The S197 gen Ford Mustang, and the F-4 Phantom both prove the same theory. "With enough power applied, a school bus will fly."

  7. #27
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    I like the idea of offsetting the perimeter to form the grid. I'll work on this and do some research for finding the command to repeat the lines. I do know how to put the grid (once created) on its own layer, and change the line to a centerline style. Why did you use "CENTER2 Center(.5x)"? Is that a CAD standard?
    Not entirely sure if I'm following you on creating blocks on layer 0. If I do that, does Layer 0 become my library, and I insert all blocks from layer 0, when I create a new layer? For example, lets say I create a conveyor (FULL SIZE) on layer 0, and I'll use this conveyor block over and over. When I wish to insert a conveyor into a specific manufacturing line, I will then create a separate layer for conveyors in the assembly lines so I can organize better? That way, I can turn off the conveyor layer, and all conveyor layers in the assembly lines will not be shown...right?
    Thanks for your time, I'll probably not get back with you until Sunday or Monday

  8. #28
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    Hello Dana W
    Not sure if you got my reply, Bill Gates freaked out on me. You're correct, I will be more careful about using the term "to scale" as opposed to "full size". My mistake.
    I'm very much aware (over and over and over...) from the teachings of Professor ReMark the importance of always designing in full size.
    Thanks for the help...and I like your dog!

  9. #29
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    I picked CENTER2 because that's what I typically use in my fabrication drawings. I could have easily gone with CENTER and there is no reason you couldn't change the linetype if you want to.

    To repeat: It is recommended that blocks be created on layer "0" so that when inserted they take on the linetype and color of the layer they are inserted on. There is no hard-and-fast rule governing this but you'll find many long time CAD techs following this method.

    You are not "inserting blocks from layer 0". The block is stored within the drawing and ultimately saved with it. It would be prudent of you to create a layer specifically for conveyors, or cranes, or desks, in the interest of organizing your drawing and working on it when it becomes busy. Layers can be turned On/Off and they can also be Frozen/Thawed. You'll also find it handy to utilize different layers when it comes to what is being displayed in a viewport. In AutoCAD, at least, one can freeze layers in individual viewports which may be necessary at times.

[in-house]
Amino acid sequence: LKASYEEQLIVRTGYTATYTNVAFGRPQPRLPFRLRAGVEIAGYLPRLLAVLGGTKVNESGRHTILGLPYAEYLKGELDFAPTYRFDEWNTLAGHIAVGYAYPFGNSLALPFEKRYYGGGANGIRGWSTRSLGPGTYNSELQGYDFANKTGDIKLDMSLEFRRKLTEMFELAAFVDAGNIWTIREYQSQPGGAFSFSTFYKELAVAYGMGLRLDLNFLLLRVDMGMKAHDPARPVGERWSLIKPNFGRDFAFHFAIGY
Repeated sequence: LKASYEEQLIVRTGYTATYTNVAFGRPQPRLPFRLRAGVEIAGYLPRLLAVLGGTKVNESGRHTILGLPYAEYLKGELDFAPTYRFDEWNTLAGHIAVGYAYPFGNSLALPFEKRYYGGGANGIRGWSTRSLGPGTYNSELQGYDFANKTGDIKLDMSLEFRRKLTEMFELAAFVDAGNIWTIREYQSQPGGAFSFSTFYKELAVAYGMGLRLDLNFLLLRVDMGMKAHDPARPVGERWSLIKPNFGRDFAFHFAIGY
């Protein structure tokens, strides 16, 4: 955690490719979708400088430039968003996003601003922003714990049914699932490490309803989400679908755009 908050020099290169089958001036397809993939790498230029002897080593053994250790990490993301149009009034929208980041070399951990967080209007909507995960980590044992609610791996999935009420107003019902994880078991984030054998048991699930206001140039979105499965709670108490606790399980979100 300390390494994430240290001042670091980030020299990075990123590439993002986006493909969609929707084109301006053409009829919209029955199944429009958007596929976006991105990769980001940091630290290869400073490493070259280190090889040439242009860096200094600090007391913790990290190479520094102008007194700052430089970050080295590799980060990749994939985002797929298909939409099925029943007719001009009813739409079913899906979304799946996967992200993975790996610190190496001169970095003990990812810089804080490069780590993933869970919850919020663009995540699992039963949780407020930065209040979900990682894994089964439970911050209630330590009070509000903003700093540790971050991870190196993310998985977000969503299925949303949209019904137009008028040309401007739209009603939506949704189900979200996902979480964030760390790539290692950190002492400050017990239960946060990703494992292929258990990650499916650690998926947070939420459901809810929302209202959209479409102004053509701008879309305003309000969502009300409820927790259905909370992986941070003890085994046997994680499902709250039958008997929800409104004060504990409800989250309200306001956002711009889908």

I'll have to check Draftsight regarding blocks and see if it has an equivalent command to WBlock (write block). Most likely it does. You should learn the difference between the two commands.

    Sunday or Monday? That's fine by me. I'm helping a friend all day Saturday putting up sheetrock and doing some electrical work. I can use the break from CAD. See you then.
    "I have only come here seeking knowledge. Things they wouldn't teach me of in college." The Police

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  10. #30
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    Quote Originally Posted by Casio47 View Post
    Hello Dana W
    Not sure if you got my reply, Bill Gates freaked out on me. You're correct, I will be more careful about using the term "to scale" as opposed to "full size". My mistake.
    I'm very much aware (over and over and over...) from the teachings of Professor ReMark the importance of always designing in full size.
    Thanks for the help...and I like your dog!
    What? You don't LOVE my dog?
    Attached Images
    The S197 gen Ford Mustang, and the F-4 Phantom both prove the same theory. "With enough power applied, a school bus will fly."